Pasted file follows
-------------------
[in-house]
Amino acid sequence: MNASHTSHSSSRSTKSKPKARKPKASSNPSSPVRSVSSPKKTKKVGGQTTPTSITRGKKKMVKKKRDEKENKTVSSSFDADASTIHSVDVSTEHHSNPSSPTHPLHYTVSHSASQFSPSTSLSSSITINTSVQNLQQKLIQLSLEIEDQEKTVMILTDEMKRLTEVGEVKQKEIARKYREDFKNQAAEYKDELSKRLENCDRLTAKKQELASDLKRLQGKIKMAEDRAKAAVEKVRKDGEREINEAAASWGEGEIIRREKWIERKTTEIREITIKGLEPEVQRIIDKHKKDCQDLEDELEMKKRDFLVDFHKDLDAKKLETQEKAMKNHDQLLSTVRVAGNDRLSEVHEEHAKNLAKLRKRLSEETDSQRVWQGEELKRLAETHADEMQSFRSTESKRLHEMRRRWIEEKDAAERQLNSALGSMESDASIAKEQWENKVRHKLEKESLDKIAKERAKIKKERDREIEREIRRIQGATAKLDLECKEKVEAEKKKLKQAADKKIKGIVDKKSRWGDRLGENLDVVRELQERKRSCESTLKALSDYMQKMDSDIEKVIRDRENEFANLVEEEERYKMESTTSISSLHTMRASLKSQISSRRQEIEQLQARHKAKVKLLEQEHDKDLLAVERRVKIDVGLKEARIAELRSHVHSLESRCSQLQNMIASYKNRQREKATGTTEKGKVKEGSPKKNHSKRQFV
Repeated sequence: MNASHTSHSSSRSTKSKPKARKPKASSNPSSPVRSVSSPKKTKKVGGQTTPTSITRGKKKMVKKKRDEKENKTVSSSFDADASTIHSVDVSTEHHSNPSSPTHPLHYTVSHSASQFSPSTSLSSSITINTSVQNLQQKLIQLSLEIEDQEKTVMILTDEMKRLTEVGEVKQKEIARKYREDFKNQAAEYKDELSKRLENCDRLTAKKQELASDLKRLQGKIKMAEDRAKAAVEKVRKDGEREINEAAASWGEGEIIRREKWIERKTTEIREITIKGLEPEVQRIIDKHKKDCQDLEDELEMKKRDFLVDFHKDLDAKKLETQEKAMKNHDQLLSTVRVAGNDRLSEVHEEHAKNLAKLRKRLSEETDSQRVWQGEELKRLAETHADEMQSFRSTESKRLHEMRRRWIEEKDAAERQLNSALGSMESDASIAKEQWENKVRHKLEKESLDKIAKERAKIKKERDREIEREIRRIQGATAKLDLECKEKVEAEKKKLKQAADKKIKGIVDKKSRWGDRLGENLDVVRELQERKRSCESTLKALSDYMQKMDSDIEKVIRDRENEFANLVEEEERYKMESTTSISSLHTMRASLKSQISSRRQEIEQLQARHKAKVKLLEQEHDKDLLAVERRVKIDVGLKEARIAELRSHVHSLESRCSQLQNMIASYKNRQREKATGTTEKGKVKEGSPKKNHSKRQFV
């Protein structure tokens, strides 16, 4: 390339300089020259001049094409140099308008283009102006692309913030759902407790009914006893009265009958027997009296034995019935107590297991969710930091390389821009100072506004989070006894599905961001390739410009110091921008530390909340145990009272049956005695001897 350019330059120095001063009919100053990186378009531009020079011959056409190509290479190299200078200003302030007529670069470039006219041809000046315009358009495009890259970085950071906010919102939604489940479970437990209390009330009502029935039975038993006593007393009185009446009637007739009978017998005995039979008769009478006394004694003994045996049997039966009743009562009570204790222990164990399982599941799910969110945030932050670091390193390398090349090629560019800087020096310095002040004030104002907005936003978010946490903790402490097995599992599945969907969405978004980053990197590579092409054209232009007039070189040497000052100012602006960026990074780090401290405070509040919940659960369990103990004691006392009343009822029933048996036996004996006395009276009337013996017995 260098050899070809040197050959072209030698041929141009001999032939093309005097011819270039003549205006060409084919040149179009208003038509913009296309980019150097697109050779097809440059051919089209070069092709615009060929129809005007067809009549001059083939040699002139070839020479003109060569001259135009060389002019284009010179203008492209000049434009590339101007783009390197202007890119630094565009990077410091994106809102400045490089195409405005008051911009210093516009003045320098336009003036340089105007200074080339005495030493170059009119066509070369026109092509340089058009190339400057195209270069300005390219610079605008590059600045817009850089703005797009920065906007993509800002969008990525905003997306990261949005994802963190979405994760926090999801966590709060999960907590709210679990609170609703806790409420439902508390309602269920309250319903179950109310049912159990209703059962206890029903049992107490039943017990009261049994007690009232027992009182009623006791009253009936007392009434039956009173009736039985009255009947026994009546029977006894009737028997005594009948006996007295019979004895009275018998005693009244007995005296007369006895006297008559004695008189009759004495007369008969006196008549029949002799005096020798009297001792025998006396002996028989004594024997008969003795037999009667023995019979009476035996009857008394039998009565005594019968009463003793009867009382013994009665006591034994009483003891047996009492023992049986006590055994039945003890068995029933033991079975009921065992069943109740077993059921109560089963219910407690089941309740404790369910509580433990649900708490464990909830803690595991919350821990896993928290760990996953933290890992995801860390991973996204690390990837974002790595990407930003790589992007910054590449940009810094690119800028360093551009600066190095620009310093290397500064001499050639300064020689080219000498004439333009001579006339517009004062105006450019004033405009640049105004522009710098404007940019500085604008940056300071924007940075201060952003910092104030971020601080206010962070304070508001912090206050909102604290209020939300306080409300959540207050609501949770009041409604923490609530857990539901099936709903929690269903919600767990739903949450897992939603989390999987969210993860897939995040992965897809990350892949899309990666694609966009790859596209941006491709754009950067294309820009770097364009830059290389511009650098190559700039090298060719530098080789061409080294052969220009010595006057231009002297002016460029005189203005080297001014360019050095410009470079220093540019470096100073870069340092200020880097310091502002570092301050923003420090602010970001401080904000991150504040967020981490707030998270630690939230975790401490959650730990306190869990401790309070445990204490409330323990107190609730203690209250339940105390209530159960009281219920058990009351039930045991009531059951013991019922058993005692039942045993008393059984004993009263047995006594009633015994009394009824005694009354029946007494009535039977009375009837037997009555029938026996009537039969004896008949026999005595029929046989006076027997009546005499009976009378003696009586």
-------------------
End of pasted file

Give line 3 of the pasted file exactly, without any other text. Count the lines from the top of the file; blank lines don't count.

Repeated sequence: MNASHTSHSSSRSTKSKPKARKPKASSNPSSPVRSVSSPKKTKKVGGQTTPTSITRGKKKMVKKKRDEKENKTVSSSFDADASTIHSVDVSTEHHSNPSSPTHPLHYTVSHSASQFSPSTSLSSSITINTSVQNLQQKLIQLSLEIEDQEKTVMILTDEMKRLTEVGEVKQKEIARKYREDFKNQAAEYKDELSKRLENCDRLTAKKQELASDLKRLQGKIKMAEDRAKAAVEKVRKDGEREINEAAASWGEGEIIRREKWIERKTTEIREITIKGLEPEVQRIIDKHKKDCQDLEDELEMKKRDFLVDFHKDLDAKKLETQEKAMKNHDQLLSTVRVAGNDRLSEVHEEHAKNLAKLRKRLSEETDSQRVWQGEELKRLAETHADEMQSFRSTESKRLHEMRRRWIEEKDAAERQLNSALGSMESDASIAKEQWENKVRHKLEKESLDKIAKERAKIKKERDREIEREIRRIQGATAKLDLECKEKVEAEKKKLKQAADKKIKGIVDKKSRWGDRLGENLDVVRELQERKRSCESTLKALSDYMQKMDSDIEKVIRDRENEFANLVEEEERYKMESTTSISSLHTMRASLKSQISSRRQEIEQLQARHKAKVKLLEQEHDKDLLAVERRVKIDVGLKEARIAELRSHVHSLESRCSQLQNMIASYKNRQREKATGTTEKGKVKEGSPKKNHSKRQFV